A TECHNIQUE DRIVEN Blog dedicated to mastery of surface design techniques. First we dye, overdye, paint, stitch, resist, tie, fold, silk screen, stamp, thermofax, batik, bejewel, stretch, shrink, sprinkle, Smooch, fuse, slice, dice, AND then we set it on fire using a variety of heat tools.

Monday, August 6, 2012

A great technique does not guarantee great results

I almost did not post my results from my sugar resist experiment.  It is not that the technique did not work.  I just made bad choices and the results ... well, you'll see.  It was like I forgot every dyeing lesson I ever learned!  LOL

I started out with a really lovely ice dyed fabric.  Here you see it pinned to my wonderful padded print surface that Beth helped me make. I have been thinking about stamping a pattern in a resist on one of my ice dyes and then overdyeing it in black.  So that was my plan to try with the sugar resist on this piece.

Here are the stamps I used.  I bought them on my summer vacation at a craft fair in Berea, Kentucky.

I then cooked my sugar resist from white sugar and water, let it cool, and stamped the fabric with the resist.  It was a big more blobby that I wanted but still doable.

Next I immediately stamped the fabric with some leftover fuchsia dye paste I had in the fridge.

 I forgot to take a picture of the next step but I dropped black dye onto the fabric in droplets that did not completely cover the fabric with the dye so you can see the drops.  Since that black dye was also leftover dye from the fridge, at this point there was no soda ash in the process.  To add the soda ash, I sprayed the fabric with the solution.  I expected a lot of bleeding of the black dye but got very little.  I then let it batch, rinsed, washed, dried, ironed, and got this results. Yuck.

And a couple of detail shots where I tried to avoid the too bright fuchsia dragonflies. Without the dragonflies, the fabric is ...uh...interesting.

This is definitely a piece that will go back into the recycle pile but I learned some lessons. 

1.  Yep, Lisa did warn us that the wet on wet technique gave soft edges.  The sugar resist did work but it has very soft edges that would look great in something other than blobby dragonflies. Assessment--I shoulda known better.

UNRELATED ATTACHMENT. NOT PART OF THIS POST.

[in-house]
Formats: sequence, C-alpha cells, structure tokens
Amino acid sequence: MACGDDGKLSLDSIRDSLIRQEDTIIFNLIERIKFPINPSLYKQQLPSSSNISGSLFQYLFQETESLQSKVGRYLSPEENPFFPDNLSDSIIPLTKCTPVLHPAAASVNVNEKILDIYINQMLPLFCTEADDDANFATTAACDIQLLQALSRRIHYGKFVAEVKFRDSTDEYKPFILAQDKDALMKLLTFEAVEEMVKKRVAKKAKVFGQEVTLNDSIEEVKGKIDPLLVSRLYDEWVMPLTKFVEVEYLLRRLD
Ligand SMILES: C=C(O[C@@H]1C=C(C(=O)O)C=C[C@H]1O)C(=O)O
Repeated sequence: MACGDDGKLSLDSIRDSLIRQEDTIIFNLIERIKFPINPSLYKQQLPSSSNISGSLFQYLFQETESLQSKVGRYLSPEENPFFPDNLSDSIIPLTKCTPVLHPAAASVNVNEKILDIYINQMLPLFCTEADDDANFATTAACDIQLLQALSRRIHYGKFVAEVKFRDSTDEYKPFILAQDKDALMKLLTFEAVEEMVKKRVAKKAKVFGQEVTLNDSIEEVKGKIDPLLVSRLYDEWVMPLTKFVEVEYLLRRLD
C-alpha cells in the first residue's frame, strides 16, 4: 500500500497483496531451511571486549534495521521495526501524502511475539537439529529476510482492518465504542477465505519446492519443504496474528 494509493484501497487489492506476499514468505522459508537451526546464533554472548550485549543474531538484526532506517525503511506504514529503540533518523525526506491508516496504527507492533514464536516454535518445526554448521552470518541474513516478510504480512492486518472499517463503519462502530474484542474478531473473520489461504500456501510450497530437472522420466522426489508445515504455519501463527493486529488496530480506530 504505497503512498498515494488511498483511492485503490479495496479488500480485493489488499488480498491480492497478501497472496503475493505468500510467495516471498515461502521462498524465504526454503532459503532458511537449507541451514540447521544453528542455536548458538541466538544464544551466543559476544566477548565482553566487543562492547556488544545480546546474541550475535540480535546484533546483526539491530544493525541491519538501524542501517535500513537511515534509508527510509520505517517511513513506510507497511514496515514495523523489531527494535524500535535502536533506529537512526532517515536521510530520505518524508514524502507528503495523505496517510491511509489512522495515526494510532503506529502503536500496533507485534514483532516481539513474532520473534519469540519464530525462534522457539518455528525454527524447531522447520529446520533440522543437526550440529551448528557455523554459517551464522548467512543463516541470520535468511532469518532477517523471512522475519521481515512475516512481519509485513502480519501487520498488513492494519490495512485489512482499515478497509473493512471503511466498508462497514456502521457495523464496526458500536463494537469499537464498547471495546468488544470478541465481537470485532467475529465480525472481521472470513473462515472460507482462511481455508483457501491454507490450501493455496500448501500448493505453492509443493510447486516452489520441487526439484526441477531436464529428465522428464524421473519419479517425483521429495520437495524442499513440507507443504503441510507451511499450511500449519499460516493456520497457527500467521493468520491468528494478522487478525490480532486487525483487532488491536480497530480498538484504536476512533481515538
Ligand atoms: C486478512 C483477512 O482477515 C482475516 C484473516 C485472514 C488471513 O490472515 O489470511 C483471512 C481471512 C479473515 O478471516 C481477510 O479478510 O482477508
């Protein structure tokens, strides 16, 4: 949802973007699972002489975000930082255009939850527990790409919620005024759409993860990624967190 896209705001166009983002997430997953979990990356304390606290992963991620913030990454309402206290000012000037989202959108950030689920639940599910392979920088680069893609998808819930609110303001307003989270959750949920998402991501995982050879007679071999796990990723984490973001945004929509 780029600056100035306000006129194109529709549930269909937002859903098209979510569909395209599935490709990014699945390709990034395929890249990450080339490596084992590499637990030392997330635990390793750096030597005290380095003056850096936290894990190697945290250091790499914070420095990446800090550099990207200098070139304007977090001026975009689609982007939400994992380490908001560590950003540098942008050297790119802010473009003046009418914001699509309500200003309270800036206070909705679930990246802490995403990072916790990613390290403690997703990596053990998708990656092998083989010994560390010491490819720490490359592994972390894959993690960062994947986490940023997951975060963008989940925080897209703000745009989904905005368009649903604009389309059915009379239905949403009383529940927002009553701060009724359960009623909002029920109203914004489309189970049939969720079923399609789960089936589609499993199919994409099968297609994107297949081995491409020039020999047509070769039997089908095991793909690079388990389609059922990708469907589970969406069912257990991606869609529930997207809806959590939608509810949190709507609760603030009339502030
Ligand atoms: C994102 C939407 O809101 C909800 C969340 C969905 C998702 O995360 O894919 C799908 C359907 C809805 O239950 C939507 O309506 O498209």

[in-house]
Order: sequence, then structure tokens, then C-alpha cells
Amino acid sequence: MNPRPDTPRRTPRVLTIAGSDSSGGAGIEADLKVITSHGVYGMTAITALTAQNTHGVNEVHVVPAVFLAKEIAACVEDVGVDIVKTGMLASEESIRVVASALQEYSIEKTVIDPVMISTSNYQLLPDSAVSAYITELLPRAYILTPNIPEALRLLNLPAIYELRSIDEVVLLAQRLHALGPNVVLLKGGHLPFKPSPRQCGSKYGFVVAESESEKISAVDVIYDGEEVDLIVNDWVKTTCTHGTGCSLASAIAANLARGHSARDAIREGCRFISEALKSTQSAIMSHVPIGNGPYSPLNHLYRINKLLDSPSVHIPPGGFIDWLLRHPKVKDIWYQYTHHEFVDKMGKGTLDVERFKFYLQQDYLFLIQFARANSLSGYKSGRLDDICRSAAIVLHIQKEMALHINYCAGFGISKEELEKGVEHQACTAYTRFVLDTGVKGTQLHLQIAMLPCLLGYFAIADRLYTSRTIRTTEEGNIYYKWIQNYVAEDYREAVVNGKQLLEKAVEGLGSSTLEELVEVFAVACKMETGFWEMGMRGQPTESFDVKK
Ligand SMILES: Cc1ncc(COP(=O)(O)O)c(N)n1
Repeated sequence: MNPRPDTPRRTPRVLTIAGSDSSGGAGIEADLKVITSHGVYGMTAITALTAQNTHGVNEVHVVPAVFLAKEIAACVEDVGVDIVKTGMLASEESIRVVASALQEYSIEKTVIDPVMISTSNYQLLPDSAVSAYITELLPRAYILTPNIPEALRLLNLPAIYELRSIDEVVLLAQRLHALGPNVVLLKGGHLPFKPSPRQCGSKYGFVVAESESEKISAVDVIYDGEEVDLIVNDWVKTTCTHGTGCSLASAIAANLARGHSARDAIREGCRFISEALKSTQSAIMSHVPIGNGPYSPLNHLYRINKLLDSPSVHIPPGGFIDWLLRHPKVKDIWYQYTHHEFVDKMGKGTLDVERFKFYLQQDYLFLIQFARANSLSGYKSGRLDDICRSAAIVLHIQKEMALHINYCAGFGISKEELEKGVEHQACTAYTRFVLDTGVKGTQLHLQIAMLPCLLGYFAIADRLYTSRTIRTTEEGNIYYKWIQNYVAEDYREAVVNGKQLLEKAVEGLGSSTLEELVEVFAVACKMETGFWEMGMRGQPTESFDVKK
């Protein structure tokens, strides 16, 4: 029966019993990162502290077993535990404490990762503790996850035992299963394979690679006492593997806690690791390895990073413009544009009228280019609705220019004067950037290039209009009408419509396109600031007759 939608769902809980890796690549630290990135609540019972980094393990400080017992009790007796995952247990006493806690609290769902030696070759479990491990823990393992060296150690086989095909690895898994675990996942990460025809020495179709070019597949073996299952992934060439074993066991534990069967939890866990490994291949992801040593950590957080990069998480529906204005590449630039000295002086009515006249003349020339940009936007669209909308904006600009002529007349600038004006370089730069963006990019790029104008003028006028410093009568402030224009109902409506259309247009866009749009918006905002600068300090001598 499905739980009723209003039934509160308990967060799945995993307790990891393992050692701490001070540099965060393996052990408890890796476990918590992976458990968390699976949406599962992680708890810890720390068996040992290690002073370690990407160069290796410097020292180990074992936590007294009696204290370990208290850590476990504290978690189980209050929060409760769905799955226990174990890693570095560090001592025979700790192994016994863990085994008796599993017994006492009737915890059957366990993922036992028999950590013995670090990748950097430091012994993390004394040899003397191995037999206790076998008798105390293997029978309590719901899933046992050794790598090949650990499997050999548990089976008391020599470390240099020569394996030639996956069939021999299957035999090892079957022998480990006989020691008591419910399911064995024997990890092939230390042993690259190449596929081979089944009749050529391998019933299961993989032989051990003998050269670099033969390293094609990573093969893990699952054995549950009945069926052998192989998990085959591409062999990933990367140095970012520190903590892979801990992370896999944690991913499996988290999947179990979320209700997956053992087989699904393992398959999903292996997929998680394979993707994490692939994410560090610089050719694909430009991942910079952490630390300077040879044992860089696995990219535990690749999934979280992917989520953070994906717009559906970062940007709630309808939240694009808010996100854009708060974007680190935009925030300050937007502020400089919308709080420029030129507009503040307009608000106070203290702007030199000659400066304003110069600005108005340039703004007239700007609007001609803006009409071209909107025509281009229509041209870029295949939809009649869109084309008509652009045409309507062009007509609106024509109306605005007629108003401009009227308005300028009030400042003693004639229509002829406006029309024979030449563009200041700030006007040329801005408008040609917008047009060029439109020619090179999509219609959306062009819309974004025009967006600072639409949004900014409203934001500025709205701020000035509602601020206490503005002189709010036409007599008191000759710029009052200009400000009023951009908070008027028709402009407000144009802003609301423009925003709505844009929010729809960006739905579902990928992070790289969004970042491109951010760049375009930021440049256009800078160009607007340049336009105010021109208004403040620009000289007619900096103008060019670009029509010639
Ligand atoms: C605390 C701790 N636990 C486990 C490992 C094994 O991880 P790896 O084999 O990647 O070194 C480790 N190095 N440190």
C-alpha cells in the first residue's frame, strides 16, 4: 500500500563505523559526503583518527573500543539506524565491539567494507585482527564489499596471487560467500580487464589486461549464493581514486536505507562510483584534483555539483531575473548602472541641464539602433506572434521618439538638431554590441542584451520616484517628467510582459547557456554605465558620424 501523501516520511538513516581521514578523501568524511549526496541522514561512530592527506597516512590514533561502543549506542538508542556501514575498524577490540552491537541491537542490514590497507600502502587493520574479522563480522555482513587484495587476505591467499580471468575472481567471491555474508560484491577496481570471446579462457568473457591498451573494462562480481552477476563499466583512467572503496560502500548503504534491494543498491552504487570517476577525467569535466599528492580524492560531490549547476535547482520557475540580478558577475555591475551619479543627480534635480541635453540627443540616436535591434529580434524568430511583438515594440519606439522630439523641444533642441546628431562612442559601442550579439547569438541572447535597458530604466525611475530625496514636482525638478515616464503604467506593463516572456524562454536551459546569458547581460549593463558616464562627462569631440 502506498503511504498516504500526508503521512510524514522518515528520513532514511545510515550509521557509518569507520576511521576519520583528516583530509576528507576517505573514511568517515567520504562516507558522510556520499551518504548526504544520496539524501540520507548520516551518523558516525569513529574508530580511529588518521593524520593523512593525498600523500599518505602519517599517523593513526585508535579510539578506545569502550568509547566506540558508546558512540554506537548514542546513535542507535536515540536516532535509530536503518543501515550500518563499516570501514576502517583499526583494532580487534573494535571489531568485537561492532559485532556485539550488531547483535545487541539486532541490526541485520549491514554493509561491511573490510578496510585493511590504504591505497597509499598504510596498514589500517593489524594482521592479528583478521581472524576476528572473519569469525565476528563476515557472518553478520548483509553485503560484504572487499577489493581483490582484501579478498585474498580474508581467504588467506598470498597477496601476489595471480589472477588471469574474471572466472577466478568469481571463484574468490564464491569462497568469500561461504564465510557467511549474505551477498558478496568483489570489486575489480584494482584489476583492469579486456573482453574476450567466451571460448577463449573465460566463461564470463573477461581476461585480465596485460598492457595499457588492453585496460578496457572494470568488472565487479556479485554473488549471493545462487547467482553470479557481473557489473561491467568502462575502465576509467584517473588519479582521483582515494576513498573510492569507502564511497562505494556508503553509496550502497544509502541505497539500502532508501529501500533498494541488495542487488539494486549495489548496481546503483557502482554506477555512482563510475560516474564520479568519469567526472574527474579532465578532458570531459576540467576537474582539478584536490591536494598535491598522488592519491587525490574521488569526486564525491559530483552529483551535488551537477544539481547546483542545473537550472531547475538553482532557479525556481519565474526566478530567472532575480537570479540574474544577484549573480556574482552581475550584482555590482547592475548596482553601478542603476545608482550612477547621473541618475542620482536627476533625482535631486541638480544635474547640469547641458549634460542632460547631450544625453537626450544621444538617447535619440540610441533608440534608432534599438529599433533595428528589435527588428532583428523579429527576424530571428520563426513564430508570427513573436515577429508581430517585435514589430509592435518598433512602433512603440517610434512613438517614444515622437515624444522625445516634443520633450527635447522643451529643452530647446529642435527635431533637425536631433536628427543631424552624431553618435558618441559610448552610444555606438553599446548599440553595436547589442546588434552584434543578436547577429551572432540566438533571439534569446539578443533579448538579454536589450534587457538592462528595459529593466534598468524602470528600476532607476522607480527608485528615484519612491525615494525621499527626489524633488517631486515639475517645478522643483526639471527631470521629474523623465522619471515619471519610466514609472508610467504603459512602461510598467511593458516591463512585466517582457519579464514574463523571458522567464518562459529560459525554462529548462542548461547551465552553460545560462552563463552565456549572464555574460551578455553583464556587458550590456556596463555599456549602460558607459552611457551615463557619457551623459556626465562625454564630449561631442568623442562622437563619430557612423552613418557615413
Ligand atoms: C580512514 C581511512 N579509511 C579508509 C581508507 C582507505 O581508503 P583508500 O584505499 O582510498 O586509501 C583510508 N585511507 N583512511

2. Dragonfly stamps are better used with a resist with more thickness that will give more detail and harder edges.  See assessment above.

3.  Droplets really do not do a good job of defining shapes.  I needed an all over color to do that. See assessment #1.

4. Try again but try not to forget all my years of hard learned lessons.  LOL


  1. You had me smiling throughout this whole post. I'm glad to see the "learning pieces"! My first foray into the sugar syrup thing created less than stellar results -- I'm currently cooking my third batch of sugar syrup -- hope it's a charm!

  2. Your write-up is a good one. I really think that some of the most informative posts are those where everything doesn't go smoothly. Thanks for sharing your experiment with us.

  3. I agree with Quilter Beth that some of the better posts are showing our "challenges" or things that didn't go quite right. I've got an upcoming post about oatmeal resist that didn't turn out like I thought it would. Thanks for the info on your sugar resist.

  4. Sometimes, it's good to have an 'oops' to get us back on track. I haven't tried the sugar resist yet, but have countless other experiments that were 'learning' pieces. I appreciate your sharing of this session with us, and look forward to seeing more experiments from you!

  5. Well, at least you learned a few things from your experience! I agree, sugar syrup is probably not the best resist for achieving your goals. I'd try stamping with either flour paste or a commercial resist, depending on what your stamp is like. I hope you don't give up on the sugar - maybe just leave it for when you want a more serendipitous approach.

  6. Thanks for sharing your experience. I loved it. It is always great to see and learn from other people's experiments! I love the dragonfly stamps. I hope your next resist works out just the way you want it to!

  7. I'm not sure what you mean by "white sugar" but commercial confectioner's sugar often has a thickener (such as corn starch) mixed in. If you were using straight granulated sugar that may have influenced the performance of the resist. Said she who has no exeprience of any kind with any kind of resist. ;-)

  8. I'm late to this party but I have a suggestion - If you still have this fabric! Using your original dragonfly stamp, set it on each "blobby" dragonfly and draw around it using a thin black fabric marker. Maybe then the blobby will look like shadows beneath the dragonflies. BTW - I love the black drop background in your detail photos. Thank you for sharing this great experiment!


Although this blog is no longer active, we will get your comments so please feel free to share them.